Conversation with Brunello Cucinelli

‘King of Cashmere’ reflects on life, compassion, and of course, creating fashion


True to the tenets of St. Benedict, an Italian billionaire is translating the motto “Ora et Labora et Lege” — pray, work and learn — into action in the mountainous Umbria region north of Rome by making cashmere sweaters and other luxury sportswear in a very special way.

Brunello Cucinelli’s chic, sporty clothes are artistic indulgences produced in an enlightened work environment where the Benedictine motto forms the core values used in production.

St. Benedict is one of his greater teachers, but the philosophy behind Cucinelli’s business also draws inspiration from classics in ethics and theology by influential thinkers ranging from Socrates and Plato to Seneca, Dante, Inb Khaldun, St. Francis, Immanuel Kant, John Ruskin and Pope Francis.
Civita Bagnoregio
A castle has been converted into a large, modern Cucinelli factory that serves as one of his production hubs.

“King of Cashmere” Cucinelli likes to engage in philosophical discussions, but his real passion is shown for his workers in Solomeo, a medieval hilltop village about 90 miles from Norcia, the ancestral home of St. Benedict. There a castle with walls of honey-colored stone has been converted into a large, modern Cucinelli factory that serves as one of his production hubs.

He is able to make a profit using ethics, dignity and morals, paying his employees a higher wage than the market and infusing pleasure in the process of making clothes. Workers are offered education and cultural events that feed their soul with beauty. His employees are welcome at a Cucinelli theatre and library nearby, where art, spirituality and culture mingle.

More than any other figure among contemporary Italian entrepreneurs, he embodies the Renaissance humanist ideal combined with Benedictine rigor and Senecan stoicism.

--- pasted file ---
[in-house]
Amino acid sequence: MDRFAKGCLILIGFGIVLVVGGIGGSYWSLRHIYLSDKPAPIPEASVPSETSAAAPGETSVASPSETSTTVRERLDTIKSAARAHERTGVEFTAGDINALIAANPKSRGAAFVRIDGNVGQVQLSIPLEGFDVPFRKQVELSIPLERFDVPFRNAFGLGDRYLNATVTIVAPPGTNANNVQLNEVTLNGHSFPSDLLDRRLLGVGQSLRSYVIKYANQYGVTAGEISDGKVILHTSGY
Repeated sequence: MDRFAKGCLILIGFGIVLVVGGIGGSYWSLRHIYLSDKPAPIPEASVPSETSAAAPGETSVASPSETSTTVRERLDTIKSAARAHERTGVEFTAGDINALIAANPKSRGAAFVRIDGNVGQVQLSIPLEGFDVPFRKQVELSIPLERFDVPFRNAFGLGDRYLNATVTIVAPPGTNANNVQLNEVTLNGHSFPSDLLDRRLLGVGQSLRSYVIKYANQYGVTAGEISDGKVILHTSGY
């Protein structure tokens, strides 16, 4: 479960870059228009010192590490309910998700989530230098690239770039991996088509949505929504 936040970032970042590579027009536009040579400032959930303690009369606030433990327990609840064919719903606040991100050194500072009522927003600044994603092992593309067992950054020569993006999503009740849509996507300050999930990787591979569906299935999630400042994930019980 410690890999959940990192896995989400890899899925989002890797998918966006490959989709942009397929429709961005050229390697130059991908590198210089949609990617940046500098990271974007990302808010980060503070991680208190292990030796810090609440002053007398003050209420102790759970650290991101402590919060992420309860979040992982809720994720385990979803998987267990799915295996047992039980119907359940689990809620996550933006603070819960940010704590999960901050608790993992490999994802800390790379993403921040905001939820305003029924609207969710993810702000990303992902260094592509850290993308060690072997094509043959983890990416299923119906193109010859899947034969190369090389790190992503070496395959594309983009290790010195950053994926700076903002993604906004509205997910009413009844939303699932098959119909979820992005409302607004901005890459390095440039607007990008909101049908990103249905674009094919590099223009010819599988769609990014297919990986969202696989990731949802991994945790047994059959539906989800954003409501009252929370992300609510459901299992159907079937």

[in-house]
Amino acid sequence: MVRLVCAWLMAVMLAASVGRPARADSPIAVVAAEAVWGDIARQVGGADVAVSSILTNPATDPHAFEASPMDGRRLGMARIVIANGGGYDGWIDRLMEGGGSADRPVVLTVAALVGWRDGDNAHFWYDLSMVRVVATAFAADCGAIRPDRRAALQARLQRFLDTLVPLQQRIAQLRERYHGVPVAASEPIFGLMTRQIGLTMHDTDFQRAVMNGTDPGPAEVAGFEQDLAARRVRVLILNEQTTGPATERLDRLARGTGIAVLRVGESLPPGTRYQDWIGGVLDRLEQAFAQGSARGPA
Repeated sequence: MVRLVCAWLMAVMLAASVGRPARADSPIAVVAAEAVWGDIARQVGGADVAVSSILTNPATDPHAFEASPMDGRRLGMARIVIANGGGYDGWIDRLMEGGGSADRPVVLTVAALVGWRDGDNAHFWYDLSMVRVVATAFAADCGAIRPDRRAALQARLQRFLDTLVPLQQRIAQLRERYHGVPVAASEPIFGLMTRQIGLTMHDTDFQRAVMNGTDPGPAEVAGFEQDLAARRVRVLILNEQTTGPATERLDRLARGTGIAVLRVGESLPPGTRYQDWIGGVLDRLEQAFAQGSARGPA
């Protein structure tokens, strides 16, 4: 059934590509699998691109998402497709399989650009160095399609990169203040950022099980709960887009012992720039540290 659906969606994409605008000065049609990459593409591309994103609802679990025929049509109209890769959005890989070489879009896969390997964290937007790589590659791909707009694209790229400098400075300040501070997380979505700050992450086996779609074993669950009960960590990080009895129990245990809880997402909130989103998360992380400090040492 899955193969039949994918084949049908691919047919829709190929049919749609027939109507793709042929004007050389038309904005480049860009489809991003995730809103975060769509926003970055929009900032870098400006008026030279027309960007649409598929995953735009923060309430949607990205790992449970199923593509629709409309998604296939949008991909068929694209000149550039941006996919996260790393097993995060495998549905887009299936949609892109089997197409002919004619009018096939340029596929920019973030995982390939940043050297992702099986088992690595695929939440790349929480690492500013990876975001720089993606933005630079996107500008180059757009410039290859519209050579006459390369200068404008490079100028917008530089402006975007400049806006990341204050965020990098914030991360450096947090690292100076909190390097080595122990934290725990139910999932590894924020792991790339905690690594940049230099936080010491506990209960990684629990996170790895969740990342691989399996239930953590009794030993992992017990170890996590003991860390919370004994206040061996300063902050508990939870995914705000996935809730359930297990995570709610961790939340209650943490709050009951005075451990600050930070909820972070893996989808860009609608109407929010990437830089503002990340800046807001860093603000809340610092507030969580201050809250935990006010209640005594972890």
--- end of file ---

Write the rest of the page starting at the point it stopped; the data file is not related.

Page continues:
The son of a farmer, Cucinelli grew up in abject poverty. His life is a real rags-to-riches story, and in person he is gentle, soft-spoken and thoughtful.

He has boutiques around the world: in Paris, Tokyo, New York, and now also Dubai. The latest collection, both refined and innovative, “fully embodies the flavor or DNA of our brand”, he says.
Civita Bagnoregio
The son of a farmer, Cucinelli (second left) grew up in poverty. His life is a real rags-to-riches story.

Q: Mr. Cucinelli, how do you adapt the use of cashmere to the Emirates where the temperature is different from most Western countries?
A: We use lightweight fabrics and lightweight cashmeres as well.
Q: How do you view the recent opening of the new Cucinelli boutique in Dubai?
A: It is a stunning boutique. With suavity, it represents our brand in that splendid land.
Q: Do you design special collections for the Gulf countries?
A: Seasonal collections are all alike, everywhere you go in the world. We simply select garments that are suitable to your people in their fit, style, cut, color and fabric.
Q: You consider John John Kennedy and Italian industrialist Gianni Agnelli, who was world renowned for his classic sense of style and taste, the two most stylish men of all time. Can you think of some contemporary names?
A: Many people have a natural flare for style and dress with a taste and suavity that represent luxury, sporty, chic savor. I believe the combination of colors and fit is very important.
Q: What is your definition of elegance?
A: Elegance is innate. It does not depend on socio-economic status.
Q: Your childhood was fraught with poverty and hardship. Your father was exploited in the workplace.
A: Each human being needs to be treated with dignity, everywhere in the world. I haven’t done anything extraordinary, just looking for a profit that would bring ethics with it, both moral and economic dignity. We like to produce clothes that try to do no harm to humanity.
Q: Both Prince William of Britain and Bond actor Daniel Craig wear Cucinelli.
A: We are glad when internationally recognized public figures wear our garments. We are honored that Prince William wore a Cucinelli cardigan when posing with Kate Middleton in their official engagement photos. In these cases it is like Italian creativity and know-how were exported even more all over the world.
Q: What’s the secret of your success?